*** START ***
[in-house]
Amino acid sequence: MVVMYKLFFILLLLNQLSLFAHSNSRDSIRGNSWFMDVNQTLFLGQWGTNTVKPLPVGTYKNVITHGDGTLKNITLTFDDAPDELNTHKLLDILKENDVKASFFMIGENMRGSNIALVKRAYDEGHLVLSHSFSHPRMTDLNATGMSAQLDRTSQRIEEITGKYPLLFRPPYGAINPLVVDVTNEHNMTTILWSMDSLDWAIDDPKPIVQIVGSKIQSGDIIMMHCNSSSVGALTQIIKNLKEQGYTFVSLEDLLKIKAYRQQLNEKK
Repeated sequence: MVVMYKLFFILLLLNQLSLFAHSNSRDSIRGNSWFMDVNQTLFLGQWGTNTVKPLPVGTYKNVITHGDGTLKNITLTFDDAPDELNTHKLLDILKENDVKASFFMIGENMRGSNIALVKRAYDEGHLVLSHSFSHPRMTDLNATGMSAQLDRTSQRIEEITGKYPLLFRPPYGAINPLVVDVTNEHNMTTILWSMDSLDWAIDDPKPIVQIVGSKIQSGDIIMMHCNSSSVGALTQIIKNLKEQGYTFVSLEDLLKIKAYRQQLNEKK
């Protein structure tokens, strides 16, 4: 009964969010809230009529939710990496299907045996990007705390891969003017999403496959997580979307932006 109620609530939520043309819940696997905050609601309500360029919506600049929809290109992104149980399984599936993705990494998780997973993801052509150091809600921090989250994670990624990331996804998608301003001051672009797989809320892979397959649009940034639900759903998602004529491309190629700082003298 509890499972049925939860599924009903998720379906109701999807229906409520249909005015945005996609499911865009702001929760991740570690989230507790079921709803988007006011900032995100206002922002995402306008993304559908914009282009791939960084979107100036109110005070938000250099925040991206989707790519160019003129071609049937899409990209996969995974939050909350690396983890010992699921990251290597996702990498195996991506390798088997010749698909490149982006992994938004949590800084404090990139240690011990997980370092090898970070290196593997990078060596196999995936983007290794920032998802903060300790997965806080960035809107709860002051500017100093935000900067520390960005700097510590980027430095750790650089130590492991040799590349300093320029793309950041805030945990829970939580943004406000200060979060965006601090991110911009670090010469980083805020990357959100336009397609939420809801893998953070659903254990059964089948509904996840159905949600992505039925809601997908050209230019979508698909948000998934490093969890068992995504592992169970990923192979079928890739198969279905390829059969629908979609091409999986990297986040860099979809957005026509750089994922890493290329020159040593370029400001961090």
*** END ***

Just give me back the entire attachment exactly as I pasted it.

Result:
[in-house]
Amino acid sequence: MVVMYKLFFILLLLNQLSLFAHSNSRDSIRGNSWFMDVNQTLFLGQWGTNTVKPLPVGTYKNVITHGDGTLKNITLTFDDAPDELNTHKLLDILKENDVKASFFMIGENMRGSNIALVKRAYDEGHLVLSHSFSHPRMTDLNATGMSAQLDRTSQRIEEITGKYPLLFRPPYGAINPLVVDVTNEHNMTTILWSMDSLDWAIDDPKPIVQIVGSKIQSGDIIMMHCNSSSVGALTQIIKNLKEQGYTFVSLEDLLKIKAYRQQLNEKK
Repeated sequence: MVVMYKLFFILLLLNQLSLFAHSNSRDSIRGNSWFMDVNQTLFLGQWGTNTVKPLPVGTYKNVITHGDGTLKNITLTFDDAPDELNTHKLLDILKENDVKASFFMIGENMRGSNIALVKRAYDEGHLVLSHSFSHPRMTDLNATGMSAQLDRTSQRIEEITGKYPLLFRPPYGAINPLVVDVTNEHNMTTILWSMDSLDWAIDDPKPIVQIVGSKIQSGDIIMMHCNSSSVGALTQIIKNLKEQGYTFVSLEDLLKIKAYRQQLNEKK
């Protein structure tokens, strides 16, 4: 009964969010809230009529939710990496299907045996990007705390891969003017999403496959997580979307932006 109620609530939520043309819940696997905050609601309500360029919506600049929809290109992104149980399984599936993705990494998780997973993801052509150091809600921090989250994670990624990331996804998608301003001051672009797989809320892979397959649009940034639900759903998602004529491309190629700082003298 509890499972049925939860599924009903998720379906109701999807229906409520249909005015945005996609499911865009702001929760991740570690989230507790079921709803988007006011900032995100206002922002995402306008993304559908914009282009791939960084979107100036109110005070938000250099925040991206989707790519160019003129071609049937899409990209996969995974939050909350690396983890010992699921990251290597996702990498195996991506390798088997010749698909490149982006992994938004949590800084404090990139240690011990997980370092090898970070290196593997990078060596196999995936983007290794920032998802903060300790997965806080960035809107709860002051500017100093935000900067520390960005700097510590980027430095750790650089130590492991040799590349300093320029793309950041805030945990829970939580943004406000200060979060965006601090991110911009670090010469980083805020990357959100336009397609939420809801893998953070659903254990059964089948509904996840159905949600992505039925809601997908050209230019979508698909948000998934490093969890068992995504592992169970990923192979079928890739198969279905390829059969629908979609091409999986990297986040860099979809957005026509750089994922890493290329020159040593370029400001961090």